Impacts of China's Accession to the World Trade Organization
AbstractThis article presents estimates of the impact of China's accession to the World Trade Organization. China is estimated to be the biggest beneficiary (US$31 billion a year from trade reforms in preparation for accession and additional gains of $10 billion a year from reforms after accession), followed by its major trading partners that also undertake liberalization, including the economies in North America, Western Europe, and Taiwan (China). Accession will boost manufacturing sectors in China, especially textiles and apparel, which will benefit directly from the removal of export quotas. Developing economies competing with China in third markets may suffer small losses. Accession will have important distributional consequences for China, with the wages of skilled and unskilled nonfarm workers rising in real terms and relative to those of farm workers. Possible policy changes, including reductions in barriers to labor mobility and improvements in rural education, could more than offset these negative impacts and facilitate the development of China's economy. Copyright 2004, Oxford University Press.
Download InfoTo our knowledge, this item is not available for download. To find whether it is available, there are three options:
1. Check below under "Related research" whether another version of this item is available online.
2. Check on the provider's web page whether it is in fact available.
3. Perform a search for a similarly titled item that would be available.
Bibliographic InfoArticle provided by World Bank Group in its journal The World Bank Economic Review.
Volume (Year): 18 (2004)
Issue (Month): 1 ()
Contact details of provider:
Postal: Oxford University Press, Great Clarendon Street, Oxford OX2 6DP, UK
Phone: (202) 477-1234
Fax: 01865 267 985
Web page: http://wber.oxfordjournals.org/
More information through EDIRC
Other versions of this item:
- Ianchovichina, Elena & Martin, William, 2003. "Economic impacts of China's accession to the World Trade Organization," Policy Research Working Paper Series 3053, The World Bank.
- TF0 - - - - - -
- FUN - International Economics - - - - -
- OPE - Economic Development, Technological Change, and Growth - - - - -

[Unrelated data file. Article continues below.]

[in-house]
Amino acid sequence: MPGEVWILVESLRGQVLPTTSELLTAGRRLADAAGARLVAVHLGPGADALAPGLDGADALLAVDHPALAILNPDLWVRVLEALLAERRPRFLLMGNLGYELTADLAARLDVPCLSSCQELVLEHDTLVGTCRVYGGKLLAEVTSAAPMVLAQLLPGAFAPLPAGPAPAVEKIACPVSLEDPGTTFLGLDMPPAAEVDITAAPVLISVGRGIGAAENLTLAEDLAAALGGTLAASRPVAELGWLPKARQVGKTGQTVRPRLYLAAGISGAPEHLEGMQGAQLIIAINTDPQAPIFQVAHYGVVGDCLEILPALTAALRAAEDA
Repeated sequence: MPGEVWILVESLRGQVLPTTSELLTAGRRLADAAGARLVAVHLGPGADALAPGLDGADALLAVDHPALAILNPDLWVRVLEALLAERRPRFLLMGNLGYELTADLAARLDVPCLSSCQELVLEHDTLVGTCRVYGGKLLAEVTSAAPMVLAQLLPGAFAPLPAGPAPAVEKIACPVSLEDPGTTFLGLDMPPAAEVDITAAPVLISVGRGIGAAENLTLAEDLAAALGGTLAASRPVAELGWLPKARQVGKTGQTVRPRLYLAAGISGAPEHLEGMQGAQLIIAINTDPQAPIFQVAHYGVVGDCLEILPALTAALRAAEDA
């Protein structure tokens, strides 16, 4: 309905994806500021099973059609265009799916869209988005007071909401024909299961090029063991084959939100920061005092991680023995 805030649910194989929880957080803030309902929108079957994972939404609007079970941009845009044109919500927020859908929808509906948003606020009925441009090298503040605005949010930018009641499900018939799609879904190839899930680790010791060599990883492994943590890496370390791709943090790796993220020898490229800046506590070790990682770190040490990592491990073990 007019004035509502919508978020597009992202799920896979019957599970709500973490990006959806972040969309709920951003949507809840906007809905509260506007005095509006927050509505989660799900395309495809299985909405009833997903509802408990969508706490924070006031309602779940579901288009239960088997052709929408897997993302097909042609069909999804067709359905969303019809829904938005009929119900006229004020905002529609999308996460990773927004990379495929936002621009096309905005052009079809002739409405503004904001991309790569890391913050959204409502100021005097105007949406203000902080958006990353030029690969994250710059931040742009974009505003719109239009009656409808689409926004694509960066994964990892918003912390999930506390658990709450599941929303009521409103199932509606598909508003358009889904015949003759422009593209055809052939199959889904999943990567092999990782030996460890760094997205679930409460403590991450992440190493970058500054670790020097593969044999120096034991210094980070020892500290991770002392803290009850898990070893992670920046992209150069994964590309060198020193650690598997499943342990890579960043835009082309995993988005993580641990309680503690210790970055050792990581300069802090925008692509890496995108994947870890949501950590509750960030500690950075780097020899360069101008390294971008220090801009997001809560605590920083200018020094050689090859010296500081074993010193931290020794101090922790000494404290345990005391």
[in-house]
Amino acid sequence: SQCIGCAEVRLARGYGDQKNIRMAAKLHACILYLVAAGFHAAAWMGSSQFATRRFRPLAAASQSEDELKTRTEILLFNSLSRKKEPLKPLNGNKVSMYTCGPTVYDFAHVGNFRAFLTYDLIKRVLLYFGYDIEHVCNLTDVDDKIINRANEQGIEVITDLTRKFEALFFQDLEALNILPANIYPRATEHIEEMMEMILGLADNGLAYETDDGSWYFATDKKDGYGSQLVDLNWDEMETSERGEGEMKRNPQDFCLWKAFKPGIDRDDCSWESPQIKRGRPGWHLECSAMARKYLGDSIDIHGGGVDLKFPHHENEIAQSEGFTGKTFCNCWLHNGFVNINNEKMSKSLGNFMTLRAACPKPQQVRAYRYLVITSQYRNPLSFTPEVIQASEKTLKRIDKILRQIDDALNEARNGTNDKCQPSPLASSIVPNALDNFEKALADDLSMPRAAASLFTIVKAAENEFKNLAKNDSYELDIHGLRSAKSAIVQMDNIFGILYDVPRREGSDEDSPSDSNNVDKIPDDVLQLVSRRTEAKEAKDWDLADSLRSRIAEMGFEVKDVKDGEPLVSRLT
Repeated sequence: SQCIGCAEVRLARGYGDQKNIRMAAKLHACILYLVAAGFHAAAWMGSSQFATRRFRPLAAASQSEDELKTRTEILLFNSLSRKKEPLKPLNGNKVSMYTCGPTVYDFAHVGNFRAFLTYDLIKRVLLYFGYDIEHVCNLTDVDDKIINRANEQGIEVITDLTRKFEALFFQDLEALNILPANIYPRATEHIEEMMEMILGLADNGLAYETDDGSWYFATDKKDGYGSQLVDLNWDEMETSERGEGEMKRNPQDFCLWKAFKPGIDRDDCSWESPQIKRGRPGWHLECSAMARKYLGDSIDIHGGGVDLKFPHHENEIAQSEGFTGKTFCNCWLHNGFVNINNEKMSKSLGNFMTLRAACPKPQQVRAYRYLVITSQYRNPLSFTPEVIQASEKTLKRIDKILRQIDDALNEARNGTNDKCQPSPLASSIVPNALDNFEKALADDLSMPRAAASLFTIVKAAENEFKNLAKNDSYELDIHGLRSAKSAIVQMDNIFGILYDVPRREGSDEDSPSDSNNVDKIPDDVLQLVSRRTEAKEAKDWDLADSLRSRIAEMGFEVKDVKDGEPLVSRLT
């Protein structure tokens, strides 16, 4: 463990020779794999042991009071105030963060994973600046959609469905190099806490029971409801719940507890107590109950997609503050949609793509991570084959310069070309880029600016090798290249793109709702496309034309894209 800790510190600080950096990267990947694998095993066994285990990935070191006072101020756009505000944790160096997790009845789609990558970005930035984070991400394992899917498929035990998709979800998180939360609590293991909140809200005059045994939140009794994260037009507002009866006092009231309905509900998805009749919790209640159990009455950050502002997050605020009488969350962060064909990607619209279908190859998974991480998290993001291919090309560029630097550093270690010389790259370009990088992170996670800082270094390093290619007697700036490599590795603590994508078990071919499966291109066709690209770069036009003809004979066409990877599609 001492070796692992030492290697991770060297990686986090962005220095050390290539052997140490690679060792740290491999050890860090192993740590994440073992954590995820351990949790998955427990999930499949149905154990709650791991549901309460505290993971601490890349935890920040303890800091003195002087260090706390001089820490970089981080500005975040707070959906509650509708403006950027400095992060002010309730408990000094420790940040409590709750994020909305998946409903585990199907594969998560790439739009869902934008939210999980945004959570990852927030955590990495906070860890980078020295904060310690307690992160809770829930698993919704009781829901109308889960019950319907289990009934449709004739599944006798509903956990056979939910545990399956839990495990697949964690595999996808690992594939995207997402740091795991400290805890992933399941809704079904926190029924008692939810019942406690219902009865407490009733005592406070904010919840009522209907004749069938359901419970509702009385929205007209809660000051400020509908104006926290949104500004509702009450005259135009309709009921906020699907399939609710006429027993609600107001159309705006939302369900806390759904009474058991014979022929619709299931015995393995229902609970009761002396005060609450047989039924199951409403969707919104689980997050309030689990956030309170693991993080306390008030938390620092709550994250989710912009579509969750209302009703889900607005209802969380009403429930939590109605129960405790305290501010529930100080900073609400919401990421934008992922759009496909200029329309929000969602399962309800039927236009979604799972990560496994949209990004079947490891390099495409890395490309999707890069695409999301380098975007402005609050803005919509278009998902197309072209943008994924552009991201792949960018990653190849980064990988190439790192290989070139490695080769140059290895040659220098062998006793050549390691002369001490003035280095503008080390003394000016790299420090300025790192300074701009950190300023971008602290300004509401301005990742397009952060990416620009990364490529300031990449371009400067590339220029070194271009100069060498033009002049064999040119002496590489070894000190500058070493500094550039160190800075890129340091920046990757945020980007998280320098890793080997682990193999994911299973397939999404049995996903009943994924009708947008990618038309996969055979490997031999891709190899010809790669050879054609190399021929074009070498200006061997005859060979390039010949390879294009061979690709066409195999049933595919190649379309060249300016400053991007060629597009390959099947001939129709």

Please report citation or reference errors to , or , if you are the registered author of the cited work, log in to your RePEc Author Service profile, click on "citations" and make appropriate adjustments.:
- John Gilbert & Thomas Wahl, 2002. "Applied General Equilibrium Assessments of Trade Libereralisation in China," The World Economy, Wiley Blackwell, vol. 25(5), pages 697-731, 05.
- Bach, Christian F. & Martin, Will, 2001. "Would the right tariff aggregator for policy analysis please stand up?," Journal of Policy Modeling, Elsevier, vol. 23(6), pages 621-635, August.
- Ianchovichina, Elena & Martin, Will, 2001.
"Trade liberalization in China's accession to the World Trade Organization,"
Policy Research Working Paper Series
2623, The World Bank.
- Martin, Will, 2001. "Trade policy reform in the East Asian transition economies," Policy Research Working Paper Series 2535, The World Bank.
- Will Martin, 2001. "Implications of reform and WTO accession for China' agricultural policies," The Economics of Transition, The European Bank for Reconstruction and Development, vol. 9(3), pages 717-742, November.
- Long Yongtu, 2000. "On the Question of Our Joining the World Trade Organization," Chinese Economy, M.E. Sharpe, Inc., vol. 33(1), pages 5-52, January.
- Elena Ianchovichina & Terrie Walmsley, 2005.
"Impact of China's WTO Accession on East Asia,"
Contemporary Economic Policy,
Western Economic Association International, vol. 23(2), pages 261-277, 04.
This item has more than 25 citations. To prevent cluttering this page, these citations are listed on a separate page. reading list or among the top items on IDEAS.Access and download statisticsgeneral information about how to correct material in RePEc.
For technical questions regarding this item, or to correct its authors, title, abstract, bibliographic or download information, contact: (Oxford University Press) or (Christopher F. Baum).
If you have authored this item and are not yet registered with RePEc, we encourage you to do it here. This allows to link your profile to this item. It also allows you to accept potential citations to this item that we are uncertain about.
If references are entirely missing, you can add them using this form.
If the full references list an item that is present in RePEc, but the system did not link to it, you can help with this form.
If you know of missing items citing this one, you can help us creating those links by adding the relevant references in the same way as above, for each refering item. If you are a registered author of this item, you may also want to check the "citations" tab in your profile, as there may be some citations waiting for confirmation.
Please note that corrections may take a couple of weeks to filter through the various RePEc services.